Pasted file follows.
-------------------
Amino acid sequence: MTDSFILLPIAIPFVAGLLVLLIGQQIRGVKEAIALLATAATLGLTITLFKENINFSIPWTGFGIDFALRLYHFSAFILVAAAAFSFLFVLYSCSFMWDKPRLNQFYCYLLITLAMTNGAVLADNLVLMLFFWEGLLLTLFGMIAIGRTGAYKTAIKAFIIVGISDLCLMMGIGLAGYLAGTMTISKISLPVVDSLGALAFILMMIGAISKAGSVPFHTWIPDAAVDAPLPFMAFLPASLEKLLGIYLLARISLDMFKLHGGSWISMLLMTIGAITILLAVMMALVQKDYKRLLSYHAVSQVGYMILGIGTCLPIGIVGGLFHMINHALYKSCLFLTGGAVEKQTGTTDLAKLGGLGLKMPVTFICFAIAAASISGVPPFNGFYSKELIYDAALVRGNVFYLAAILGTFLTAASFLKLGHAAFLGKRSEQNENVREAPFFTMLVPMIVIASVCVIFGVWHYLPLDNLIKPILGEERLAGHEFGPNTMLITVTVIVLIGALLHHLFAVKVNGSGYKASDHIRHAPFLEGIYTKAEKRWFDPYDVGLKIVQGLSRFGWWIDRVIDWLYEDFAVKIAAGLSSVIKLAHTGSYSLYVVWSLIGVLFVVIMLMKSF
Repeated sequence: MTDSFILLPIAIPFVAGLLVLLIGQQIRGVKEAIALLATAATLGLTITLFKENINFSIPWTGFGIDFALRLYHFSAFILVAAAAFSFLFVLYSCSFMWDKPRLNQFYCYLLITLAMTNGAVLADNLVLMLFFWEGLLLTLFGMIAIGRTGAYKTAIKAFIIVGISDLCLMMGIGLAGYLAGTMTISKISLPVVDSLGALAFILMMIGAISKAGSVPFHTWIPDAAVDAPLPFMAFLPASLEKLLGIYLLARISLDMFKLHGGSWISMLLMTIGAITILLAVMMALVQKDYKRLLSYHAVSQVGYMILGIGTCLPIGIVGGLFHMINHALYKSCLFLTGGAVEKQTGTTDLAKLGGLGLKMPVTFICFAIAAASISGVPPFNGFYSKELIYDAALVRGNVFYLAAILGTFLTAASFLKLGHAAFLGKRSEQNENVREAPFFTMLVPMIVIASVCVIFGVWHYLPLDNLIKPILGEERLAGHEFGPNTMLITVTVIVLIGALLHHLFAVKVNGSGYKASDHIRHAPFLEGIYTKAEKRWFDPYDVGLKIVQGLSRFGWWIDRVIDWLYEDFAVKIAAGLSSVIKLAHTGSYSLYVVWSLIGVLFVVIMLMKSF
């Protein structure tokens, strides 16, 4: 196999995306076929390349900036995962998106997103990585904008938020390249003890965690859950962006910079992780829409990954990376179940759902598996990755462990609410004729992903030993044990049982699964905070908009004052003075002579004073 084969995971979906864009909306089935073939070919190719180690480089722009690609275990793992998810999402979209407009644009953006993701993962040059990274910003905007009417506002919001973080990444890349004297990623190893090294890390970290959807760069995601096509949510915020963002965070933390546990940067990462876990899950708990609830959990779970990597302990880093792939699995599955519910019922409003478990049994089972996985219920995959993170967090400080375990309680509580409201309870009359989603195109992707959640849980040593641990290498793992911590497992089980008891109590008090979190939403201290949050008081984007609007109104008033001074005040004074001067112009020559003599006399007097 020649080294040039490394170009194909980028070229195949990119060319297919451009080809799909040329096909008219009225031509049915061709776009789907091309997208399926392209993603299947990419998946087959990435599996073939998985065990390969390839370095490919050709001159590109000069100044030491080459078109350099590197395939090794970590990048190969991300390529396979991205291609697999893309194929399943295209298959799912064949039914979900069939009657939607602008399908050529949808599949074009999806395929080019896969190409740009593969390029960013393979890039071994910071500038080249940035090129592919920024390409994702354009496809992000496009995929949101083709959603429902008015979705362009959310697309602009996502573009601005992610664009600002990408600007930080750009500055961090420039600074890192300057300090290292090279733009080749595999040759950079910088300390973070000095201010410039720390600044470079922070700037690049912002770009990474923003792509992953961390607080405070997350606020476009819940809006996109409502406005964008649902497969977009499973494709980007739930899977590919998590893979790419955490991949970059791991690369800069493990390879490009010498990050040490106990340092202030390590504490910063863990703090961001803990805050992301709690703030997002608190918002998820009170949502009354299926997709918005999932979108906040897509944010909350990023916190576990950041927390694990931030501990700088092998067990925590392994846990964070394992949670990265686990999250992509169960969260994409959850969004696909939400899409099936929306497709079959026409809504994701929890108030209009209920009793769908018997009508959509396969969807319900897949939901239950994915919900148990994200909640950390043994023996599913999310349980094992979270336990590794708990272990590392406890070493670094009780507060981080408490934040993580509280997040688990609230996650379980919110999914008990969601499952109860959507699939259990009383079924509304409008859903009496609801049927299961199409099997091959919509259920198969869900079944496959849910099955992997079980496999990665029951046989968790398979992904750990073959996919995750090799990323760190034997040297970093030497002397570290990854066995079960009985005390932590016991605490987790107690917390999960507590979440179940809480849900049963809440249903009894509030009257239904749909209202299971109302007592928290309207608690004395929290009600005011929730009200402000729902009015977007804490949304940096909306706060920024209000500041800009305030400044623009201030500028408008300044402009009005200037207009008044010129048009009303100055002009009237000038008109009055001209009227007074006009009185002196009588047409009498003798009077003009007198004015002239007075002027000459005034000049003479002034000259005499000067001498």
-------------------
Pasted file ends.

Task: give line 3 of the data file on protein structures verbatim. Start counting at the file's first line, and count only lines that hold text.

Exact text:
């Protein structure tokens, strides 16, 4: 196999995306076929390349900036995962998106997103990585904008938020390249003890965690859950962006910079992780829409990954990376179940759902598996990755462990609410004729992903030993044990049982699964905070908009004052003075002579004073 084969995971979906864009909306089935073939070919190719180690480089722009690609275990793992998810999402979209407009644009953006993701993962040059990274910003905007009417506002919001973080990444890349004297990623190893090294890390970290959807760069995601096509949510915020963002965070933390546990940067990462876990899950708990609830959990779970990597302990880093792939699995599955519910019922409003478990049994089972996985219920995959993170967090400080375990309680509580409201309870009359989603195109992707959640849980040593641990290498793992911590497992089980008891109590008090979190939403201290949050008081984007609007109104008033001074005040004074001067112009020559003599006399007097 020649080294040039490394170009194909980028070229195949990119060319297919451009080809799909040329096909008219009225031509049915061709776009789907091309997208399926392209993603299947990419998946087959990435599996073939998985065990390969390839370095490919050709001159590109000069100044030491080459078109350099590197395939090794970590990048190969991300390529396979991205291609697999893309194929399943295209298959799912064949039914979900069939009657939607602008399908050529949808599949074009999806395929080019896969190409740009593969390029960013393979890039071994910071500038080249940035090129592919920024390409994702354009496809992000496009995929949101083709959603429902008015979705362009959310697309602009996502573009601005992610664009600002990408600007930080750009500055961090420039600074890192300057300090290292090279733009080749595999040759950079910088300390973070000095201010410039720390600044470079922070700037690049912002770009990474923003792509992953961390607080405070997350606020476009819940809006996109409502406005964008649902497969977009499973494709980007739930899977590919998590893979790419955490991949970059791991690369800069493990390879490009010498990050040490106990340092202030390590504490910063863990703090961001803990805050992301709690703030997002608190918002998820009170949502009354299926997709918005999932979108906040897509944010909350990023916190576990950041927390694990931030501990700088092998067990925590392994846990964070394992949670990265686990999250992509169960969260994409959850969004696909939400899409099936929306497709079959026409809504994701929890108030209009209920009793769908018997009508959509396969969807319900897949939901239950994915919900148990994200909640950390043994023996599913999310349980094992979270336990590794708990272990590392406890070493670094009780507060981080408490934040993580509280997040688990609230996650379980919110999914008990969601499952109860959507699939259990009383079924509304409008859903009496609801049927299961199409099997091959919509259920198969869900079944496959849910099955992997079980496999990665029951046989968790398979992904750990073959996919995750090799990323760190034997040297970093030497002397570290990854066995079960009985005390932590016991605490987790107690917390999960507590979440179940809480849900049963809440249903009894509030009257239904749909209202299971109302007592928290309207608690004395929290009600005011929730009200402000729902009015977007804490949304940096909306706060920024209000500041800009305030400044623009201030500028408008300044402009009005200037207009008044010129048009009303100055002009009237000038008109009055001209009227007074006009009185002196009588047409009498003798009077003009007198004015002239007075002027000459005034000049003479002034000259005499000067001498």